The third element which ultimately comes from the hand of God is the consequences of sin. Let us begin by understanding that sin has two possible pathways of offense: wrong toward God and wrong toward others (Mt 22:35-40, Ex 20:1-17). Sin always offends God, but it also may offend others.
Sin follows a progression. The origin of sin is not temptation from God but rather being enticed by our own lust (Jm 1:13-16). Lust leads to sin and sin leads to its consequences. Sin leads us into a bondage from which we must be set free (Jn 8:34, 2 Pet 2:19).
When God's standards of right and wrong are violated, there are natural consequences which must be endured (Rom 1:24) along with personal guilt. Typically we attempt to reduce guilt by blaming God and others as depicted by the guilt-blame scale (Gen 3:12-13). Blame, anger, revenge, bitterness and so forth can therefore be an indication of unresolved guilt in one's life.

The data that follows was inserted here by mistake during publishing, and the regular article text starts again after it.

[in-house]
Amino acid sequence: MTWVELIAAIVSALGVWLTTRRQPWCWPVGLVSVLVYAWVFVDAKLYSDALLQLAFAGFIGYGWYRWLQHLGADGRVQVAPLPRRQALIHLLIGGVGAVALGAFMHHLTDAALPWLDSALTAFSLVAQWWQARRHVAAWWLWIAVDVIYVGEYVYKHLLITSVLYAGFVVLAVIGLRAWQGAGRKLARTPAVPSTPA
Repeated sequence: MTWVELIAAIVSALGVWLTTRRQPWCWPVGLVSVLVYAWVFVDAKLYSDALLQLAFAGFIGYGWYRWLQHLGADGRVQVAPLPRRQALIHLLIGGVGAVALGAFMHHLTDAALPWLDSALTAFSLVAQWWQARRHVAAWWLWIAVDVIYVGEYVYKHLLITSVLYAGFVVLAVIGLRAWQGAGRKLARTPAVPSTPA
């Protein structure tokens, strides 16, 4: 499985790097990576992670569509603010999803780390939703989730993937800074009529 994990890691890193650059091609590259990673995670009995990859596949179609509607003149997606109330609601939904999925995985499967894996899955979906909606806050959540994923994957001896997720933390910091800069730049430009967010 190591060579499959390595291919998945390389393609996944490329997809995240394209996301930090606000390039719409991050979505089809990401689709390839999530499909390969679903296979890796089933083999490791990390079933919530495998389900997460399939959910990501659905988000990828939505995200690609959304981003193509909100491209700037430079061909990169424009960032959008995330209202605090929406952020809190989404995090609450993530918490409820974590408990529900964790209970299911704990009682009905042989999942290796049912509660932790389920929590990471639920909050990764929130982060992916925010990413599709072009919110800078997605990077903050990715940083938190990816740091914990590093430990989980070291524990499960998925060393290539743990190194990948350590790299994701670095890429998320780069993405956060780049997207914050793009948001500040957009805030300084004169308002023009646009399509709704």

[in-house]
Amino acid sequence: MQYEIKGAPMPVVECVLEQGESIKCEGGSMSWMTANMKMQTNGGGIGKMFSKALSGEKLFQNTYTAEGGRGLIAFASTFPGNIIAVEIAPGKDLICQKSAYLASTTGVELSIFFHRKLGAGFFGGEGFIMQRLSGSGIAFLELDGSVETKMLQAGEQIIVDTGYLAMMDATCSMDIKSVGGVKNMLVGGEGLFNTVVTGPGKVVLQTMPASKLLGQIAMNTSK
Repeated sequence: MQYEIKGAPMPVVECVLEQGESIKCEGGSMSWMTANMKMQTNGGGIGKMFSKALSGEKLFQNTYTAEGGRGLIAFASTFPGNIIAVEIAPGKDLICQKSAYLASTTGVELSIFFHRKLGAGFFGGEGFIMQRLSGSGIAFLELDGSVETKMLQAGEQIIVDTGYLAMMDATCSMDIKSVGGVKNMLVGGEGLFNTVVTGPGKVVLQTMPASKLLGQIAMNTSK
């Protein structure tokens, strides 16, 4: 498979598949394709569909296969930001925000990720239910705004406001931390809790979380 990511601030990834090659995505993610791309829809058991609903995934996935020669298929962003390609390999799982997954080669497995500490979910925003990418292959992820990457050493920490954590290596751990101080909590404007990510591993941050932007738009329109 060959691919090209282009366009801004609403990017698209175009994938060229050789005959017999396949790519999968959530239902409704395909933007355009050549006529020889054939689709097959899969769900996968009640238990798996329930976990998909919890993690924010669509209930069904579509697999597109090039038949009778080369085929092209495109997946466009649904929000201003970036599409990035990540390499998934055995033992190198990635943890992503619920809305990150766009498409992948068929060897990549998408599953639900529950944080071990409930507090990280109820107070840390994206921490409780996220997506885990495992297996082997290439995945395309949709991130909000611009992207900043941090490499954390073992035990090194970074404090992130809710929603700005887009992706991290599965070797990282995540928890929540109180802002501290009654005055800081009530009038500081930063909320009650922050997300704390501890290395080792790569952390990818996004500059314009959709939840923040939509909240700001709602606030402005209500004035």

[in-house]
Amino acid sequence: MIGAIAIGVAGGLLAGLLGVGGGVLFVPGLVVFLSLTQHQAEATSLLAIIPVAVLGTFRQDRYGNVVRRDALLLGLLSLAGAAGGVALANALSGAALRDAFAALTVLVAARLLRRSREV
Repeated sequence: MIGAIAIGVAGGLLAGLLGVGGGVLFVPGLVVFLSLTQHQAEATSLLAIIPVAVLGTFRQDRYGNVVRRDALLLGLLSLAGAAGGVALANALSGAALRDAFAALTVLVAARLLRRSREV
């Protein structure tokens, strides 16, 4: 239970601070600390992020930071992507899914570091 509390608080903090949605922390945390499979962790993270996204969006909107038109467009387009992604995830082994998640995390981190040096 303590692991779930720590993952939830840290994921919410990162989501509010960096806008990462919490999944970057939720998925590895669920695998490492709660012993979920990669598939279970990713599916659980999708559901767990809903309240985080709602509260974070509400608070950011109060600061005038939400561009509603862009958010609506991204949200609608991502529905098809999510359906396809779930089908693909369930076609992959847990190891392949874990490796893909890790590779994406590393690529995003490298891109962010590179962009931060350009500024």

The strong relationship of blame to guilt links other elements of soul cleansing to personal sin. For example, rejection of self and authority and the resulting blame may be related to unresolved guilt. We must deal with both sides of the scale, guilt and blame.
As opposed to blaming, God would have us seek a clear conscience before Him and others (Acts 24:16). We can clear our conscience by first thoroughly repenting of our sin before God (1 Jn 1:9). While our initial salvation involves confession, our ongoing walk with God includes repenting or turning from sin as detailed above. The second step to clearing our conscience is seeking forgiveness of others (Mt 5:23-24). Asking forgiveness of others goes beyond apology. It reflects real repentance and requests release of their blame.